Graham Hollick has just come back from Nepal; he's working on a humanitarian project that encourages women's groups there, and in India, to make money through embroidering textiles. It's obviously a worthy initiative, but a quick glance at his home tells you this must be a cause close to Hollick's aesthetic heart too. He acknowledges the influence on his style, commenting that he "loves India" – a passion reflected in the masks and puppets that stride above his fireplace or adorn his walls.
Yet he also has a magpie-like approach, ever on the lookout – when asked if the framed pairs of Indian masks on the wall are a recent purchase from his travels, he reveals that they hail, in fact, from Camden market: they are taken from a book of children's masks he picked up there one day. And Hollick is as much shaped by the flea-market traditions of France as he is English jumble sales or Asian street markets .
"I lived in Paris for about 10 years so there's a big French flea-market influence," he explains. "Because I do a lot of styling work I'm always picking up things, at flea markets and second-hand shops, and when I'm travelling."
A creative director, Hollick works on diverse projects – from styling catalogues for the likes of The Conran Shop, Laura Ashley and Swarovski, to costume and set design for the theatre company Chicken Shed, to developing a range of high-end Indian fabrics used by fashion houses including Kenzo, Dries van Noten and Georgina von Etzdorf.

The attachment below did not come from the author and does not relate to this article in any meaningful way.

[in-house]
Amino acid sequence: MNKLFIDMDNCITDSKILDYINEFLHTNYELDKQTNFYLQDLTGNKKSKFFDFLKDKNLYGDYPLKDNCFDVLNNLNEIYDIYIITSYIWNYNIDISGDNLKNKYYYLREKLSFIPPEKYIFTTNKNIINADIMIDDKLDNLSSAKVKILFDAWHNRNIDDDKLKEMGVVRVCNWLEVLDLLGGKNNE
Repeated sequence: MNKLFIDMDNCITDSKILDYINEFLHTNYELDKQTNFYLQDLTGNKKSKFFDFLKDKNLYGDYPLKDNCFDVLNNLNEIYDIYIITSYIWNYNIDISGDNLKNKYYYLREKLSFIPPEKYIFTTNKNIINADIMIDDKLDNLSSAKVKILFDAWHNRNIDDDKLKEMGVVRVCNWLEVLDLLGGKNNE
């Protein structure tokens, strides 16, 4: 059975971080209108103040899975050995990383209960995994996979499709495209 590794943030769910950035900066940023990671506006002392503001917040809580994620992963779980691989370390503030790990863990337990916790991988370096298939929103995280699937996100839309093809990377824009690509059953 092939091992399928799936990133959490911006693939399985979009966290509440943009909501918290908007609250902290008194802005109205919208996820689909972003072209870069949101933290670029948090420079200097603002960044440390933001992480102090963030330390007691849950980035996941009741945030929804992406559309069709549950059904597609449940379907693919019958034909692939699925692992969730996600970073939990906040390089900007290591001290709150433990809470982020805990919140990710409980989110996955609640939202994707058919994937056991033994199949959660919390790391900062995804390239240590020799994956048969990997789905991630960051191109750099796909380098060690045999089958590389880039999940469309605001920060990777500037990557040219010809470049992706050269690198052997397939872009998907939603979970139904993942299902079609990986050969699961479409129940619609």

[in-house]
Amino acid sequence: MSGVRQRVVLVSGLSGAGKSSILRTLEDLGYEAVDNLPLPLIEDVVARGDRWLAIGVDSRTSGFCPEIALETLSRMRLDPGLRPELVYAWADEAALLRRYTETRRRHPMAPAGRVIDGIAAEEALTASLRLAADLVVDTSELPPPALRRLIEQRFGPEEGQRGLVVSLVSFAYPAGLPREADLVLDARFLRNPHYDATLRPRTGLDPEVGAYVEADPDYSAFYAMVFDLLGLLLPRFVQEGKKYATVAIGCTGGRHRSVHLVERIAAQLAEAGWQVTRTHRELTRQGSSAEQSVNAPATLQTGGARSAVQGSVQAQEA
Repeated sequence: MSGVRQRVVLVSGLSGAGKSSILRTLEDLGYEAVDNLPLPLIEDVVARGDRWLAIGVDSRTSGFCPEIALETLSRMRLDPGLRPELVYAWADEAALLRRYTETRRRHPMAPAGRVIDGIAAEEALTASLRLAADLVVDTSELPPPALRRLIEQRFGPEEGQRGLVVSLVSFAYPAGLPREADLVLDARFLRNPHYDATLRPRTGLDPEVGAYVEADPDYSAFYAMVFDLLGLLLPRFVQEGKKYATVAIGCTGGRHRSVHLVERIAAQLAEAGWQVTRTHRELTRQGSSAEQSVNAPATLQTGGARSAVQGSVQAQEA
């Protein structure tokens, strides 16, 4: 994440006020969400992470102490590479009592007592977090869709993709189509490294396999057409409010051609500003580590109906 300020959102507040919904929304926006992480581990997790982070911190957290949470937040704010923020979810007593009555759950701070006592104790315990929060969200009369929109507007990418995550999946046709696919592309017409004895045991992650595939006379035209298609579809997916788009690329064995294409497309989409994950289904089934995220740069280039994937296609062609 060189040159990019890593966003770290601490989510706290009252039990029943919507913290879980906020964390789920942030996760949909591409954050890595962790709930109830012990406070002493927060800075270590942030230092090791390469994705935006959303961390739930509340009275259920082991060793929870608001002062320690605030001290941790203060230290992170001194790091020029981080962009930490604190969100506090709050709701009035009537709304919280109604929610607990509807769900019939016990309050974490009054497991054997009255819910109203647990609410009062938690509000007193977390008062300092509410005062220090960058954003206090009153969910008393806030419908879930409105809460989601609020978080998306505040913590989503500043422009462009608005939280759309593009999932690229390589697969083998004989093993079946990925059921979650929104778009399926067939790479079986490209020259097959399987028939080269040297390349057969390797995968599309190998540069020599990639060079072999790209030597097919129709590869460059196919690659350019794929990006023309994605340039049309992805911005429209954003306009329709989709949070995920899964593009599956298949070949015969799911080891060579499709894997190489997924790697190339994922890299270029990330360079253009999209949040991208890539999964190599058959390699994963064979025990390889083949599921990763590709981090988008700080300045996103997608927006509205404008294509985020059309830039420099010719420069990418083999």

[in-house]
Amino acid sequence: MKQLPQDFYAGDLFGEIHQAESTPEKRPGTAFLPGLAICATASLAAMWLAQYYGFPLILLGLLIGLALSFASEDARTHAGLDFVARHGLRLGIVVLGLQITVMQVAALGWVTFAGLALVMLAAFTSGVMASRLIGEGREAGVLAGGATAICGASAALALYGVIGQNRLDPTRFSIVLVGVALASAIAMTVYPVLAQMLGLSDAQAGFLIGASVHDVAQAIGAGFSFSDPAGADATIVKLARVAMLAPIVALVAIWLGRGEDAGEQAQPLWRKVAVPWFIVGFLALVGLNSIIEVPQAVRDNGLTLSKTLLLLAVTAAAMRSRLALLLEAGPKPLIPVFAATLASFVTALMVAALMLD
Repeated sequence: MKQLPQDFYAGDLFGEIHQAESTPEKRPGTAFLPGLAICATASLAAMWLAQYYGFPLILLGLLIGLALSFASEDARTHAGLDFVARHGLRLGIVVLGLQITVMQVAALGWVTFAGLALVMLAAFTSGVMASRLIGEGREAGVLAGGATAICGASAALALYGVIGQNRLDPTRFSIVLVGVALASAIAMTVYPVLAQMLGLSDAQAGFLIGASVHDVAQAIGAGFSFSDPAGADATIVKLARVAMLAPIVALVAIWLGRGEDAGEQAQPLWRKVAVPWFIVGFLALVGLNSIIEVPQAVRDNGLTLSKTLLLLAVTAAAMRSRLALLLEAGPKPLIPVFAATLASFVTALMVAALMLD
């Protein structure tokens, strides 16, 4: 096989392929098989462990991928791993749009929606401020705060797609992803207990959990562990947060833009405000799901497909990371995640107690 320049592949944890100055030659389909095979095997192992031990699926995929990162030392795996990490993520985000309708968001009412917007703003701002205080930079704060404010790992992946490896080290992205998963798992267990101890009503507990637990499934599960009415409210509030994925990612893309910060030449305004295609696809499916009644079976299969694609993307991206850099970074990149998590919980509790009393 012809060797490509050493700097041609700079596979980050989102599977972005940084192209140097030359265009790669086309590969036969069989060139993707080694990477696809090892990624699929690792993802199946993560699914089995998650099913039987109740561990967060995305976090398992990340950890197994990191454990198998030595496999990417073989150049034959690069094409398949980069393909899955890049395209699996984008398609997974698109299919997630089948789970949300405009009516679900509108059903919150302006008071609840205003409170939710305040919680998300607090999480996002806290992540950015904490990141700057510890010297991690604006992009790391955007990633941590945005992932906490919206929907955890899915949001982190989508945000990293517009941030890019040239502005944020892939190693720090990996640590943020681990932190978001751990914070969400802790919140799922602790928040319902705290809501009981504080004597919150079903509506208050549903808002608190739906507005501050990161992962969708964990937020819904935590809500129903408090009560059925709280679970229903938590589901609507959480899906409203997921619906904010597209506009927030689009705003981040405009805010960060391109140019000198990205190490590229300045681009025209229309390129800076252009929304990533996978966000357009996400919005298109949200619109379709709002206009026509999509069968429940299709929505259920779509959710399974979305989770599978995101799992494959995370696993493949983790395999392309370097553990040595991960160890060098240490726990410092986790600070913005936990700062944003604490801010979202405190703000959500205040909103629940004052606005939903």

Some of the pieces he creates professionally wind up in his own home – that neon "yellow" sign was "something I did for an exhibition for a trade fair years ago". While it might appear at odds with the general rustic vibe, Hollick likes unusual juxtapositions: "I like change – I'll have some things up for only a couple of months and then swap them around. Eclectic would be my inspiration, really."
His travels also allow him to indulge his collector's habit – Hollick now owns quite an army of cheerily painted egg-cups. He has strict rules for his collection, though: they must be wooden, and they must have a face. These restrictions clearly make the acquisition of a new item all the sweeter: "They are quite hard to find but not impossible – I have about 40 or 50 now. The egg cups are something I've been collecting for 15 years."
Hollick is also unafraid to take a hands-on approach in getting his home just how he likes it. He created the distinctive blue shade used on the walls of the hallway: "That kind of Moroccan blue, I mixed myself – I think they call it milk paint, and you add pigment to it, so I did a mix of several different blues."
Hollick lives in Dalston, in north-east London, an area which has become known as the home of hipsters and young creative types. But Hollick is a Dalston old-timer – he's lived there for 14 years and seems a little ambivalent about the recent swarms of people moving to his neighbourhood in the past few years.
"It's changed massively – it was a bit rough round the edges, but it's just had the most incredible transformation," he says. "I've started to feel very old! The whole street is full of young trendy people. You wonder if people think you've moved in with them – but you can't exactly wear a badge saying 'I was here before...'"Reuse content